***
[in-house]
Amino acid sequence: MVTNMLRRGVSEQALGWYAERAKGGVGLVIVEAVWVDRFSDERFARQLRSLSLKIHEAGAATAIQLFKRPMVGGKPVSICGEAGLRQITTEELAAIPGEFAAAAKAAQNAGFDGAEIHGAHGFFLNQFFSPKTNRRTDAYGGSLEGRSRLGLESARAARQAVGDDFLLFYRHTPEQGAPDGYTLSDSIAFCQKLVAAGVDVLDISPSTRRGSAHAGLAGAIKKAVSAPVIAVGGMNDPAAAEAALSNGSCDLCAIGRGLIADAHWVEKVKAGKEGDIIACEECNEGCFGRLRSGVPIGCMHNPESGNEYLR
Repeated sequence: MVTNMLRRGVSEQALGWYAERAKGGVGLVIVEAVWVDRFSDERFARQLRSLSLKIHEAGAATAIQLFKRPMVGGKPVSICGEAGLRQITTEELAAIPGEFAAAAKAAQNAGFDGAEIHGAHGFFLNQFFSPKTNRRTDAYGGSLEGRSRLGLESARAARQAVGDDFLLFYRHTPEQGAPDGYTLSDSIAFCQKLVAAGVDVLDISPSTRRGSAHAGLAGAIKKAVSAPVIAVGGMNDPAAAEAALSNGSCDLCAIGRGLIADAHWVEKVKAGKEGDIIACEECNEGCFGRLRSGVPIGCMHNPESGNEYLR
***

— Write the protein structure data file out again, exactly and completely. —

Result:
[in-house]
Amino acid sequence: MVTNMLRRGVSEQALGWYAERAKGGVGLVIVEAVWVDRFSDERFARQLRSLSLKIHEAGAATAIQLFKRPMVGGKPVSICGEAGLRQITTEELAAIPGEFAAAAKAAQNAGFDGAEIHGAHGFFLNQFFSPKTNRRTDAYGGSLEGRSRLGLESARAARQAVGDDFLLFYRHTPEQGAPDGYTLSDSIAFCQKLVAAGVDVLDISPSTRRGSAHAGLAGAIKKAVSAPVIAVGGMNDPAAAEAALSNGSCDLCAIGRGLIADAHWVEKVKAGKEGDIIACEECNEGCFGRLRSGVPIGCMHNPESGNEYLR
Repeated sequence: MVTNMLRRGVSEQALGWYAERAKGGVGLVIVEAVWVDRFSDERFARQLRSLSLKIHEAGAATAIQLFKRPMVGGKPVSICGEAGLRQITTEELAAIPGEFAAAAKAAQNAGFDGAEIHGAHGFFLNQFFSPKTNRRTDAYGGSLEGRSRLGLESARAARQAVGDDFLLFYRHTPEQGAPDGYTLSDSIAFCQKLVAAGVDVLDISPSTRRGSAHAGLAGAIKKAVSAPVIAVGGMNDPAAAEAALSNGSCDLCAIGRGLIADAHWVEKVKAGKEGDIIACEECNEGCFGRLRSGVPIGCMHNPESGNEYLR